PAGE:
Lettering With Math

Introduction: Lettering With Math

About: I work hard at day to sleep well at night.

This instructable was inspired by the old "All you need is MATH (LOVE)" picture, which is old as math itself :) OK, if I remember correctly, I have seen it first more then ten years ago, so in IT world, it is old.

I have used the knowledge of equations to form the solution flag into one of a CTF (capture the flag) game, and now I show you how you can do this as well.

My pictures were made with the online math tool from Wolfram - the Wolfram Alpha.

Step 1: Know Your Basic Forms - Straight Line

Here I will show you some of the basics, they are the bricks we are building from. Sometimes we search for "x", but sometimes the "y" value in the Descartes coordinate system. So let the fun begin!

Let's draw a line...
We have some options here (a and b are constants):

  • For a horizontal line: y=a
  • For a vertical line: x=a
  • For a slope line y=a*x+b

The constants will tell you where and how to draw your line. On the pictures you can see a few examples. For drawing purposes you have to know which constant in the equation does what. The first two are simple, you draw the line at the given position. But the third…
The "a" tells you the angle of your line and "b" tells you how far you have to move your line at the vertical direction (or if you want to think a bit more - that moves your line at the horizontal direction with -b/a). This piece of information will be helpful when you want to draw your letters into a strict position.

Step 2: Basic Forms - Curved Lines

If you plot some functions, they become nice curved line(s).

Just to mention a few:

  • Logarithmic function: log(x)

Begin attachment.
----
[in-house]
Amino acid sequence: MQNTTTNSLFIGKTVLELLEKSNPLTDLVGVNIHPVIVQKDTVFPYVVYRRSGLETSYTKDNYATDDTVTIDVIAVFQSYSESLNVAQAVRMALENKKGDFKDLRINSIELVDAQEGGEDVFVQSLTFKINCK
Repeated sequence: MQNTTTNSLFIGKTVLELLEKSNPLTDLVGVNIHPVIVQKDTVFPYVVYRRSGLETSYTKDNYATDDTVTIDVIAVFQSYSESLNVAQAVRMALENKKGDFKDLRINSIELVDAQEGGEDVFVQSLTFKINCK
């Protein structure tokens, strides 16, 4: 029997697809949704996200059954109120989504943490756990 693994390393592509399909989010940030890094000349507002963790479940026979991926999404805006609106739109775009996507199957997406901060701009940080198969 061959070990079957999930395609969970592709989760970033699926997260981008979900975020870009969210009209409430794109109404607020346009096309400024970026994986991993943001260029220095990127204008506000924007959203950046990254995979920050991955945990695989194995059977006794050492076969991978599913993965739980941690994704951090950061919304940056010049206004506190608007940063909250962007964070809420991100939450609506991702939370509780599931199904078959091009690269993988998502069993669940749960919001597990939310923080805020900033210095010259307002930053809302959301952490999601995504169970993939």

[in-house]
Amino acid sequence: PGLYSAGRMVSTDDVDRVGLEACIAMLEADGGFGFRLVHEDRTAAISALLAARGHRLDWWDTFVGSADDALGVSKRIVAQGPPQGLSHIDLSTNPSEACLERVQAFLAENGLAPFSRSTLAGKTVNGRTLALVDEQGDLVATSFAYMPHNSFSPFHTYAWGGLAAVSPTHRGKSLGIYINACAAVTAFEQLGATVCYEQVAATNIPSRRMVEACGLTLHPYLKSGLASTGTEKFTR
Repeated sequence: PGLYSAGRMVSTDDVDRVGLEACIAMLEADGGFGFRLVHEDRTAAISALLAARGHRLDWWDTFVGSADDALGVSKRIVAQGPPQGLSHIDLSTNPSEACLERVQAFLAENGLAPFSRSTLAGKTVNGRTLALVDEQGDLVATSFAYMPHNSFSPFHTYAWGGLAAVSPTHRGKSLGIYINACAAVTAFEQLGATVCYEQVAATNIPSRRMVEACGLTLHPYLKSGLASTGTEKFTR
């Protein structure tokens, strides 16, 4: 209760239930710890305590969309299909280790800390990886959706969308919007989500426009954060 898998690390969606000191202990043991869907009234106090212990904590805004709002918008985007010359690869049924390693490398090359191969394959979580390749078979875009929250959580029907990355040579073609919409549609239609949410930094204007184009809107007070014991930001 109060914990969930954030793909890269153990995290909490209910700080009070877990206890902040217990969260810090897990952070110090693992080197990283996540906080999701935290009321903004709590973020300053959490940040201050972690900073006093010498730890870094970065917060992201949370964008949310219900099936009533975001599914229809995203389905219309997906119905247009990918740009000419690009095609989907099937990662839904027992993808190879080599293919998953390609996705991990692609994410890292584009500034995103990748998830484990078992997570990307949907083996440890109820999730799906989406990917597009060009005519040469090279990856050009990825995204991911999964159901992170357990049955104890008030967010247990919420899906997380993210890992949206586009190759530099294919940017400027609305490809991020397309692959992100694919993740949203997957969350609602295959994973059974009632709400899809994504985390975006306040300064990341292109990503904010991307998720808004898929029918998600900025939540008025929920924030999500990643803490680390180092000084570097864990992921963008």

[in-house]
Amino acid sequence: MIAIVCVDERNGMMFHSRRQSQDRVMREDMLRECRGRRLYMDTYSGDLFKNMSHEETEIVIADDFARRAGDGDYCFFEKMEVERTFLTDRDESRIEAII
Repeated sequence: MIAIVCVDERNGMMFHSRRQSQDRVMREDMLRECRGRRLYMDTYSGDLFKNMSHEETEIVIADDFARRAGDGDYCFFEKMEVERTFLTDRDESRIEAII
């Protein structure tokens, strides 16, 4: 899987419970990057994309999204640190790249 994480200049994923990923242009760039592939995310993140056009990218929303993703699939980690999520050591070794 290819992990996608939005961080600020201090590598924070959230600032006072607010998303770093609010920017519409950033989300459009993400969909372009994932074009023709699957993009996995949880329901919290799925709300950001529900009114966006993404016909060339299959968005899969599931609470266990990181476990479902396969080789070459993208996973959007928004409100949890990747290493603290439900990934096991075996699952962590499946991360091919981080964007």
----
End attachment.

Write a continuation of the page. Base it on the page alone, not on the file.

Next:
• Power function: x^n or x*x*...*x n times
  • Inverse function: 1/x
  • Sine or cosine function: sin(x)
  • Tangent or cotangent function: tan(x)

These can be used to form our letters as well, just think about where does they get a value. For example if you want to get an "U" shape, just plot the y=x^6 function (and move it to the right position as you can see in later steps).

Step 3: Basic Modificators - Mirroring

Mirroring is easy to the horizontal axis. You have to multiply by -1 your values. However, if you want to mirror your shape to the vertical axis, you can do that as well. It is a multiplication with -1 as well, but this time you have to move that multiplication inside your equation.

Of course there are a lot of examples, when these two are the same...

Step 4: Basic Modificators - Non Negative Values

The absolute function. It simply mirrors everything below the horizontal zero line to the zero line. If you have a line with negative values, they will be all positive. This forms the most simple "V" letter. You can mark the absolute function with two vertical lines: |all these things will be positive|. (Or you can use the abs() function as well.)

Step 5: Basic Modificators - Moving

To move your lines, you have to calculate a little bit. There are two directions (staying at the 2D system) which you can use. The horizontal and the vertical. To move your image at the vertical direction, simply add a constant value to the very end of the calculation.

But what if you want to move in the horizontal direction? That is a bit tricky - you have to put your constant inside the equation! And that is not all… You have to put it in the right place and everywhere. Oh, and almost forget to mention - this constant will move it in the opposite direction you would think :)